When the second half was 12 minutes old the Liverpodlians hearts were in their mouths when Twentyman brought Fielding down to earth as he was boring a way through near the edge of the penalty area. There was no question about it being a foul, the only point at issue was whether it was a free kick or a penalty. Fielding fell well inside the penalty area but the referee gave a free kick two feet outside. Personality I thought it was even closer to the line than that. Liverpool were still going to the ball with their earlier speed and incisiveness and making the maximum amount of progress with the minimum of embroidery of elaboration. They never made two moves where one would so. This had been Everton’s mistake. At the 57th minute, Liverpool scored a third goal and bar a remarkable recovery this may have sealed the issue. Evans was the scorer but much of the credit goes to Jackson who beat Rankin and then fired a tremendously powerful oblique shot from 20 yards or so which O’Neill caught but could not hold so that the inrushing Evans had the simplest of chances to put it into the net and thus maintain his record of having scored in all three Liverpool cup-ties this season.
Potts Off Mark
Lambert gave away a corner when harassed by Eglington. The ball bobbed about in the Liverpool area for some seconds before Potts tried an overhead kick which was only a yard or to off the mark. Hughes was still far from right, but Liddell, Twentyman, Saunders, and all the red-shirted players were pulling out a little bit extra to make up for their handicap. Everton’s only hope now was to throw everything they had into attack. This looked as though it was going to be their policy. They had hard lines when a ball from the left wing beat everybody and looked as almost certain goal for Hickson until Rudham dashed out and took it off his head. Liddell was playing a great game, inspiring his men by his example correcting their disposition whenever necessary and all the time being in the centre of the battle.
No Everton Shots
Everton’s shooting had been almost non-existent for some time. They tip-tapped three times in the penalty area when the crowd yearned for them to have a go. Wainwright worked his way through with a splendid dribble beating three men before finding himself so angled that he could only shoot straight at Rudham. The goalkeeper caught a powerful close-range drive to his body as though it was the sort of thing he had been doing since childhood. When Hickson beat Twentyman, and came hell-for-leather for the Liverpool goal with only Rudham to beat. Liddell appeared from nowhere to dart across his path and take the ball off his toe. The Reds had another narrow escape when Potts crossed the ball from the outside right position and Rudham failed to catch it. The ball also eluded Twentyman and Hickson. All it needed was a touch to be in the net. From a corner Hickson’s header looked an easy thing for Rudham but the ball squirmed out of the goalkeepers hand and into the air and even when he had a second go Rudham could not make his save at this attempt.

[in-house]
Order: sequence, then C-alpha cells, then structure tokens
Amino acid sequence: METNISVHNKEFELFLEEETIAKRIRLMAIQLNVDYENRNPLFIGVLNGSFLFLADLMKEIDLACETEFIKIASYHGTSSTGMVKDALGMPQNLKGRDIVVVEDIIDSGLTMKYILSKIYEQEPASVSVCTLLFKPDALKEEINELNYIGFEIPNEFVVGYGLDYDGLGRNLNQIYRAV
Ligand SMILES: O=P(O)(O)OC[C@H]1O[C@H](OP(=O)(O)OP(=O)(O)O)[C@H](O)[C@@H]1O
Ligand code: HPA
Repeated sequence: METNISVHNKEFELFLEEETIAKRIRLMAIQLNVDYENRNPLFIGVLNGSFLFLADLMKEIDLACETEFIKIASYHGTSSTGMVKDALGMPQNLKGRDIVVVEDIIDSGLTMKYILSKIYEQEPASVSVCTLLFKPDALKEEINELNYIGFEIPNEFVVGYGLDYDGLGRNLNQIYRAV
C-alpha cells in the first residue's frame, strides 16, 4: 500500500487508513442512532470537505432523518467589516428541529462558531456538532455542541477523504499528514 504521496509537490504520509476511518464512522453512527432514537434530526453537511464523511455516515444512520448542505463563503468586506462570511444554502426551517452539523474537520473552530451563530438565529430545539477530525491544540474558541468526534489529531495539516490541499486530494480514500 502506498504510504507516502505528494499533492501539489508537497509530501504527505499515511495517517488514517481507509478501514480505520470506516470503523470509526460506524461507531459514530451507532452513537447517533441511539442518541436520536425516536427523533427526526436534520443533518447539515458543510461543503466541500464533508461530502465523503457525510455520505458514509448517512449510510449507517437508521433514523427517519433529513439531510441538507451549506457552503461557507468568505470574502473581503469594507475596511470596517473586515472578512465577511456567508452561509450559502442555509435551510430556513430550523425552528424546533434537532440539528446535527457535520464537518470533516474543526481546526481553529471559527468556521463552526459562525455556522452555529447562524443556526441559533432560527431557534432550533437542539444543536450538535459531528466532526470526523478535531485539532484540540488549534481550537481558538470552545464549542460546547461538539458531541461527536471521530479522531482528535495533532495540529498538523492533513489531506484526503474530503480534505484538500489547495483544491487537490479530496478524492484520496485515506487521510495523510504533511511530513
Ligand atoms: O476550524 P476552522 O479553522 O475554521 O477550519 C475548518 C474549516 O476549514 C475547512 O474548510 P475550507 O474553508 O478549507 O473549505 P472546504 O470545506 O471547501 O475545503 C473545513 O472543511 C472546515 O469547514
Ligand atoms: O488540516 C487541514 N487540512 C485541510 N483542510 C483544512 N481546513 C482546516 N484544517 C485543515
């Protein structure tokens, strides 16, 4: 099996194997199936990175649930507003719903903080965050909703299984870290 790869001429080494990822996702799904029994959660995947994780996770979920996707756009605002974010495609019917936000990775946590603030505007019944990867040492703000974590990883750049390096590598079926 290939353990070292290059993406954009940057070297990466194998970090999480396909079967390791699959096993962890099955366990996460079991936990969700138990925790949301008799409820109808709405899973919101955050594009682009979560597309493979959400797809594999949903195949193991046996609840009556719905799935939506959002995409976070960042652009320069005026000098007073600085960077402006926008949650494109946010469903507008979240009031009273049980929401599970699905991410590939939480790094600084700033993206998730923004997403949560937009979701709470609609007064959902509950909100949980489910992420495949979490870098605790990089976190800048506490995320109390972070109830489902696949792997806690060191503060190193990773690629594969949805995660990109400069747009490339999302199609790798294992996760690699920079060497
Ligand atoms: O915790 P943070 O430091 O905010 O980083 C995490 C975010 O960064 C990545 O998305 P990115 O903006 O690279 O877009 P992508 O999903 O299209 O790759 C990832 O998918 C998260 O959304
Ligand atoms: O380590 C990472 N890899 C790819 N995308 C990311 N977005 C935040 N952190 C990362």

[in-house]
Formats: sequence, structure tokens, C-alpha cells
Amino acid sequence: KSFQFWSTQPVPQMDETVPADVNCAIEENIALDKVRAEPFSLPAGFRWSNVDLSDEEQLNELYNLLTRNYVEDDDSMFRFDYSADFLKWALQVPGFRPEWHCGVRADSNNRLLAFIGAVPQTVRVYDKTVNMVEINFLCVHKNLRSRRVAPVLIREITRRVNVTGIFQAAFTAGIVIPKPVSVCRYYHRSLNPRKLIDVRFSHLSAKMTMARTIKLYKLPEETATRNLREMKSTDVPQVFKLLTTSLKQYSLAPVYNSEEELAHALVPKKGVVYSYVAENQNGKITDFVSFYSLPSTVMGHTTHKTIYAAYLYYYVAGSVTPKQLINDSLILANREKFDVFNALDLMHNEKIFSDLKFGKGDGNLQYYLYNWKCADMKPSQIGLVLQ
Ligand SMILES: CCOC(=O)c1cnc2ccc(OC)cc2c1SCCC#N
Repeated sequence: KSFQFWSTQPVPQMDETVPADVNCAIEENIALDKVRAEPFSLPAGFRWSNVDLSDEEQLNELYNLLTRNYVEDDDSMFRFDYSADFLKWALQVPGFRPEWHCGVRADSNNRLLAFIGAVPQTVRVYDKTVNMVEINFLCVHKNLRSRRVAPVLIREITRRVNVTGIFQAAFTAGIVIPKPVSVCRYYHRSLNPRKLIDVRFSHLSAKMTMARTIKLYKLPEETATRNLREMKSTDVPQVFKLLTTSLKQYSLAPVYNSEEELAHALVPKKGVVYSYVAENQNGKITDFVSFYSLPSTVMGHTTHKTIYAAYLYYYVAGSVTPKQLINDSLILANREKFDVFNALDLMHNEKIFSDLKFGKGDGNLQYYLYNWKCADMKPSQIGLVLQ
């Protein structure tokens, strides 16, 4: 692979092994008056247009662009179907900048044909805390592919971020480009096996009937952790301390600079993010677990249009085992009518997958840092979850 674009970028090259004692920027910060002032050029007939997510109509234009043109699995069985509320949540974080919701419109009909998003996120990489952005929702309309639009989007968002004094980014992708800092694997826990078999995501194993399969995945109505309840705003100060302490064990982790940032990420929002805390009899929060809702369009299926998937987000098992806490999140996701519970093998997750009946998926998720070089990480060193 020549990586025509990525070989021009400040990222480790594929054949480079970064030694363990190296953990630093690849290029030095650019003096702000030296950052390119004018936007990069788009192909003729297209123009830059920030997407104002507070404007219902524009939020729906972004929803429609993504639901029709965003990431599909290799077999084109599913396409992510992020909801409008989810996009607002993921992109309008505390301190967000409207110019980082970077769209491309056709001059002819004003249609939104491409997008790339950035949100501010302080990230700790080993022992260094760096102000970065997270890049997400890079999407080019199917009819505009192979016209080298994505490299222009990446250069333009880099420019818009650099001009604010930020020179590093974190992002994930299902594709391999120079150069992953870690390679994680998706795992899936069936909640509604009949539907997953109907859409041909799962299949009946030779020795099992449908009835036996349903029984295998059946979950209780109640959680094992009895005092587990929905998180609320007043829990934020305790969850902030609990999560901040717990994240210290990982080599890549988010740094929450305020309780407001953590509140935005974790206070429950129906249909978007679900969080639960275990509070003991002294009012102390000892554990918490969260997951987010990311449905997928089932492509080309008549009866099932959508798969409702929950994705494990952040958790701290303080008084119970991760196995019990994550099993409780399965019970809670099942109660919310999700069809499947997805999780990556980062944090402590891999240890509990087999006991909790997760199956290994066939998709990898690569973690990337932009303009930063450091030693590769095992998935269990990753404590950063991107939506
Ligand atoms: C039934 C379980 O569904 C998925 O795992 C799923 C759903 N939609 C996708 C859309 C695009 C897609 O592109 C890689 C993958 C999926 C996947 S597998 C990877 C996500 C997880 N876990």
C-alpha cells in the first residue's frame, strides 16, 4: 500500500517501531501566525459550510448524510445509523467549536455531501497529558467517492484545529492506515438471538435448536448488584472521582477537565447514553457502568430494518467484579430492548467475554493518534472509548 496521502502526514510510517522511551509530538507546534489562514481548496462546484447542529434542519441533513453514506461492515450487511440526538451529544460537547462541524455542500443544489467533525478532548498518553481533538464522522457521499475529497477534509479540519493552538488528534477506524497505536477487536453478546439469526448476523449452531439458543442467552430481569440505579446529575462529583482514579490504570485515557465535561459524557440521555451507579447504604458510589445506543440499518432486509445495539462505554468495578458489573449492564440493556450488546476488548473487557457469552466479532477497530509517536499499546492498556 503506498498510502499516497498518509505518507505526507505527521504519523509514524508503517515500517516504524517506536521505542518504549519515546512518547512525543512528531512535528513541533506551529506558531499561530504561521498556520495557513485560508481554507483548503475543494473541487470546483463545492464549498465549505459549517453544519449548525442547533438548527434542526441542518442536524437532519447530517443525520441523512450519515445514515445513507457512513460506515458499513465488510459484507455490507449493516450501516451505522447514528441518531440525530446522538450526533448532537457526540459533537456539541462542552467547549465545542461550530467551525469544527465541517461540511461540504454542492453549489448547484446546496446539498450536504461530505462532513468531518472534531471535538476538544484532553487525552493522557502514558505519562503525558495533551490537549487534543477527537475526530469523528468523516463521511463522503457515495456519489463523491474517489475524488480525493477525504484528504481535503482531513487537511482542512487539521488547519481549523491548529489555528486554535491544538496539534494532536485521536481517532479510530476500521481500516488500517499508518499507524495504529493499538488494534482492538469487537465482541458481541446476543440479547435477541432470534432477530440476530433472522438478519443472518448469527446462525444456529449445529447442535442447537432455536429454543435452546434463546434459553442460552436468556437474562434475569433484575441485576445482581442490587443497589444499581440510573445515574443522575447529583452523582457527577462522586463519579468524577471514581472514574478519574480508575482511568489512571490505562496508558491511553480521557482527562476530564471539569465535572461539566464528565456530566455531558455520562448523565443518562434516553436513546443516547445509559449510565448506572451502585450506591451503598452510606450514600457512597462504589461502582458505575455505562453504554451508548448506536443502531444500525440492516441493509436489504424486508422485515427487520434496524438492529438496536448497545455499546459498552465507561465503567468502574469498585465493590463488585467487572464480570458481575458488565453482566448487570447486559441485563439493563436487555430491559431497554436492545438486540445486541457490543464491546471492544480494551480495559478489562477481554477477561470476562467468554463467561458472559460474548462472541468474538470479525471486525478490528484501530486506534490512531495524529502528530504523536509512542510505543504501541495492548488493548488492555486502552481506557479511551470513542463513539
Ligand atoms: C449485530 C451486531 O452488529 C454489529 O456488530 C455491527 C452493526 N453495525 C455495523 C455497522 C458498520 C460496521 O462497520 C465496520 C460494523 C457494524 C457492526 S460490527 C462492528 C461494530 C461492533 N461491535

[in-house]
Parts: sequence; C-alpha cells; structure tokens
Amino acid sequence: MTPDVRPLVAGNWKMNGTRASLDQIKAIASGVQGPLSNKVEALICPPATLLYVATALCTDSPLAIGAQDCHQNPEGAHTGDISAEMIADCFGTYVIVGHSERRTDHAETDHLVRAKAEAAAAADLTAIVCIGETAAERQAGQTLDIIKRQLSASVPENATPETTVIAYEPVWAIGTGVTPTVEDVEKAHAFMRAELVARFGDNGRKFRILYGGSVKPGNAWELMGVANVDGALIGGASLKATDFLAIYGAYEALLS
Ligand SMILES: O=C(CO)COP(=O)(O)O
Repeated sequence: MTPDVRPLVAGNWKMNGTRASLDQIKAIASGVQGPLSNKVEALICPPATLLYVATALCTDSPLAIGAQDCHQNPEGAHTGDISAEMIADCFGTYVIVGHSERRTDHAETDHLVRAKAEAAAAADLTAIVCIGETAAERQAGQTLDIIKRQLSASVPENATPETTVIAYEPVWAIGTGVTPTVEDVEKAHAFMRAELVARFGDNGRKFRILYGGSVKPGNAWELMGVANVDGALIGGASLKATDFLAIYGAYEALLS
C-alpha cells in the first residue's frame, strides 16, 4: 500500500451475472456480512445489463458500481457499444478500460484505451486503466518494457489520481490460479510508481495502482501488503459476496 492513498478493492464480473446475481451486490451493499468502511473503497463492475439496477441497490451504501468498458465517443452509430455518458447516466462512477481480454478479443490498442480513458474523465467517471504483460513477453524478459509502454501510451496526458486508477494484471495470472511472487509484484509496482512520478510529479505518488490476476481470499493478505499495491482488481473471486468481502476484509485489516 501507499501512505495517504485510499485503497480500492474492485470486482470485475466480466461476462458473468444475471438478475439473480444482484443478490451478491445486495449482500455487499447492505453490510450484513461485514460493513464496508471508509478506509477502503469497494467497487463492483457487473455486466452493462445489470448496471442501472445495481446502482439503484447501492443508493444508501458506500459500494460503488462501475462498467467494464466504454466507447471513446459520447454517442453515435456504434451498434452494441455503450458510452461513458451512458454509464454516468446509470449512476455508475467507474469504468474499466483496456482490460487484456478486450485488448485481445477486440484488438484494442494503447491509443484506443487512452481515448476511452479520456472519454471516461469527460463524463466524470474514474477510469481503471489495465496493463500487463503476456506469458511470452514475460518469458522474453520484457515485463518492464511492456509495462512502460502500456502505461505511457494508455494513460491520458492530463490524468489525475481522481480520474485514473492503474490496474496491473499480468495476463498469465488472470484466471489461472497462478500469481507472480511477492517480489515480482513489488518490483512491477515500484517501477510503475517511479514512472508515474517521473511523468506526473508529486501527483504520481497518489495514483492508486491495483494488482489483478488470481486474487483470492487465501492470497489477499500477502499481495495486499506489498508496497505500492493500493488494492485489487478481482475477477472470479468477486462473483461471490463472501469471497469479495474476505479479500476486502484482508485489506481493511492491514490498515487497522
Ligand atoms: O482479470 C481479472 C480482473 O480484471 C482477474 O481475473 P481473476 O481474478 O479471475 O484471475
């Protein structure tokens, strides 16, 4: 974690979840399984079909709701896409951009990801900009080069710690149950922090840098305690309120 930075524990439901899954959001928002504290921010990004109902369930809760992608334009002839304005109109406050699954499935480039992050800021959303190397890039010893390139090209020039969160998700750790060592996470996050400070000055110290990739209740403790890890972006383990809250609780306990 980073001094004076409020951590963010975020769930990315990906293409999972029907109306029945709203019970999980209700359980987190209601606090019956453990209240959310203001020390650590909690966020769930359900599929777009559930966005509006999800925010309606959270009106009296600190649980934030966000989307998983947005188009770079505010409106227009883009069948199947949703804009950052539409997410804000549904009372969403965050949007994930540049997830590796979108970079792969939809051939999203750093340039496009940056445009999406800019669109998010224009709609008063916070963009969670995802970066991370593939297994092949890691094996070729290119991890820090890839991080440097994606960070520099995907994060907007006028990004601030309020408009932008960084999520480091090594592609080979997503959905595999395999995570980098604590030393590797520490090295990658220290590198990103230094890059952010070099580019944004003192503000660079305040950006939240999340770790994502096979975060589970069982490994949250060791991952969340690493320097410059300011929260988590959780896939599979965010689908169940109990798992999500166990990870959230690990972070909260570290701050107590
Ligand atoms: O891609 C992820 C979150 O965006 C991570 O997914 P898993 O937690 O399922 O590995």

Hughes On Wing
Obviously Liverpool were handicapped through the injury to Hughes who was now at outside left with Evans in the middle, and it was not surprising that Everton were now doing most of the attacking. With half an hour gone in the second half they forced six corners and the Liverpool goal had some rather narrow squeaks. At the 74th minute Liverpool put the issue beyond doubt when, following a free kick for a foul by Hickson on Saunders –for which Hickson made a quick gesture of regret –the Reds got away on the right and a beautiful centre by Jackson was headed in by Evans at the 75th minute to put Liverpool four up. O’Neill was hurt in trying to save but soon resumed Everton now had no chance of winning bar the miracle of the age, but they were still pegging away in the hope of making the score a little more respectable and Rudham was exceptionally lucky when a Hickson header which he had misjudged bounced into his hands as he turned round. With five minutes to go it was now all over bar the final cheer for the winners, but Everton were still begging away without showing any virility in front of goal. Even when they had a chance Rudham’s charge seemed to beat a charmed life.
Off The Mark
A couple of minutes before the end, Lello sent Fielding away but the inside man who had no luck with his shooting all day was again off the target; skipper Hughes was now obviously just remaining on the field in order to lead his lads off. He had not touched the ball for some time. when the ball did come to him all be could do was tap it into touch. Liddell was still here, there and every where playing his heart out in the cause of the club he has served so well for so long.
It was beyond the power of the police to do anything about the 100 or so eager Liverpool fans who swarmed on to the field as soon as the final whistle went to mob their favourites while the Everton players went off looking the picture of dejection. Final; Everton nil, Liverpool 4. Official attendance 72,000 Receipts £10,715.